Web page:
CHENEY: Well, I think it's absolutely clear, leadership to win the war on terror and leadership to continue the economic recovery. If you look at where we were after September 11 in terms of the situation where the Taliban was in power in Afghanistan, where Saddam Hussein was in power in Iraq, and the steps the president has taken since then both to keep America safe, creating the Department of Homeland Security and liberating 50 million people in Iraq and Afghanistan, there's simply no question but not only have we got ideas we're advancing, but the president now has a proven track record. The same holds true on the economy, as well.
WOODRUFF: Liz Cheney, I also want to ask you about an issue that's getting a lot of attention this year, a domestic issue. The first lady, Laura Bush, said yesterday that she thought the subject of gay marriage is something that people should talk about and they should debate.
Do you agree with the president -- and I'm asking you this personally -- the fact that he has called for a constitutional ban on gay marriage? Are you comfortable with that idea?
CHENEY: Well, I am. I think that the position my dad laid out in 2000, which is that this is an issue that ought to be one for states to decide. It's a very important issue and it's a very difficult issue. And I think that it's wrong for us to be in a position where you've got, you know, four, I believe, activist judges in Massachusetts who are essentially taking the ability away from the people to decide and debate the issue. So it's a very important one, and one that should be discussed.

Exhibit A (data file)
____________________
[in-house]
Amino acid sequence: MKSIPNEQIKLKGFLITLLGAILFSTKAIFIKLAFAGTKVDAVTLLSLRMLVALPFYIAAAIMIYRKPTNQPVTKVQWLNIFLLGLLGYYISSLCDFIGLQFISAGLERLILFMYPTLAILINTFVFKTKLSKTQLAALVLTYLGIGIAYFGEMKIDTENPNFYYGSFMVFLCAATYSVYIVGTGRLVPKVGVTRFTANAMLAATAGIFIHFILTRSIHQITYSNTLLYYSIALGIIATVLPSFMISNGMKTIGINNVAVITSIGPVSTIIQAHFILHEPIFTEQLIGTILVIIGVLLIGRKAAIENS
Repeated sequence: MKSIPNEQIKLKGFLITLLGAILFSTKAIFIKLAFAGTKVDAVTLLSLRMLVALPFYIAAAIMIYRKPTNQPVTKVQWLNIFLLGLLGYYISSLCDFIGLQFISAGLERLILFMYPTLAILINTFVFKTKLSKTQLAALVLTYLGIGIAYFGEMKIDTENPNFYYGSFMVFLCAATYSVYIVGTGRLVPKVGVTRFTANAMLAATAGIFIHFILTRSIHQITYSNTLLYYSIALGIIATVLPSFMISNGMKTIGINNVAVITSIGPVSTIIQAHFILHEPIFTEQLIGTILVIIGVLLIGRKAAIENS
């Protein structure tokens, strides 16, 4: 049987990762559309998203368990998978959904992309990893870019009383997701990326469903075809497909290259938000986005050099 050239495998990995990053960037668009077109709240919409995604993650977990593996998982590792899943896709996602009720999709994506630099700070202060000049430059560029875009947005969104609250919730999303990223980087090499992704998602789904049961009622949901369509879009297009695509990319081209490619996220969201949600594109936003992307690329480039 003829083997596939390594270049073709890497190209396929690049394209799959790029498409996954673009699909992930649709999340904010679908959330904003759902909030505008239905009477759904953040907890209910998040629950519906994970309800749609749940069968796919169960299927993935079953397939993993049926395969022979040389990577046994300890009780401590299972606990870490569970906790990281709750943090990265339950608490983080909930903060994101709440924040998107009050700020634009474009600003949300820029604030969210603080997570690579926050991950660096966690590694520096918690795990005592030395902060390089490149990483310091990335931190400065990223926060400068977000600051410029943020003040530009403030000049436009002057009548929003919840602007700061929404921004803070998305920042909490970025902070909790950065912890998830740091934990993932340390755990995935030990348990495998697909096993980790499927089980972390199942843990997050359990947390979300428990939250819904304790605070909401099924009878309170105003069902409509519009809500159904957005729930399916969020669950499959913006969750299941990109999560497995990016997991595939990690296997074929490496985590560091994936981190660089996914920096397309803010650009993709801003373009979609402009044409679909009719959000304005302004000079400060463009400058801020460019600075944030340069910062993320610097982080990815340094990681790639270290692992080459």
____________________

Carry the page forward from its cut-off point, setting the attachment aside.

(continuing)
WOODRUFF: So you're saying you agree with what your father said back in 2000, when he said it is something that should be left to the states?
CHENEY: Left to the people of the states.
WOODRUFF: Because recently he said he supports the president's call for a ban.
CHENEY: He has made clear, and the president believes this, too, this is an issue that the people should be able to decide. And what has happened now is, because of the actions, as I said, of a few judges in the state of Massachusetts, we're in a position where that decision has been taken away from the people.
So I think, as I said, it's a difficult issue, one people ought to debate and decide. And it's a tough one. But ultimately, in a democracy, it should be in the hands of the people and not in the hands of a few activist judges.
WOODRUFF: So that means you would be in favor of at least a vote on a constitutional ban?
CHENEY: I think you have to look at what it takes.
WOODRUFF: OK. Liz Cheney, what is your goal in this campaign? I mean, you were just telling me a minute ago you're going to give birth you think on July 1 or thereabouts. How much longer can you campaign?
CHENEY: That's right. Well, I plan to campaign up and until the delivery as much as I can, and then be back on the campaign trail again after that.
The campaign itself and the issues that are at stake are so important in terms of our children. And I think of my own children in this regard. The direction of the country really will be determined by who we elect in November. And I think that the choice for America couldn't be clearer.
So I am very committed, as my entire family is, including my sister, Mary, who is director of vice presidential operations for the campaign, to working very, very hard to make sure that the president and my dad are re-elected in November.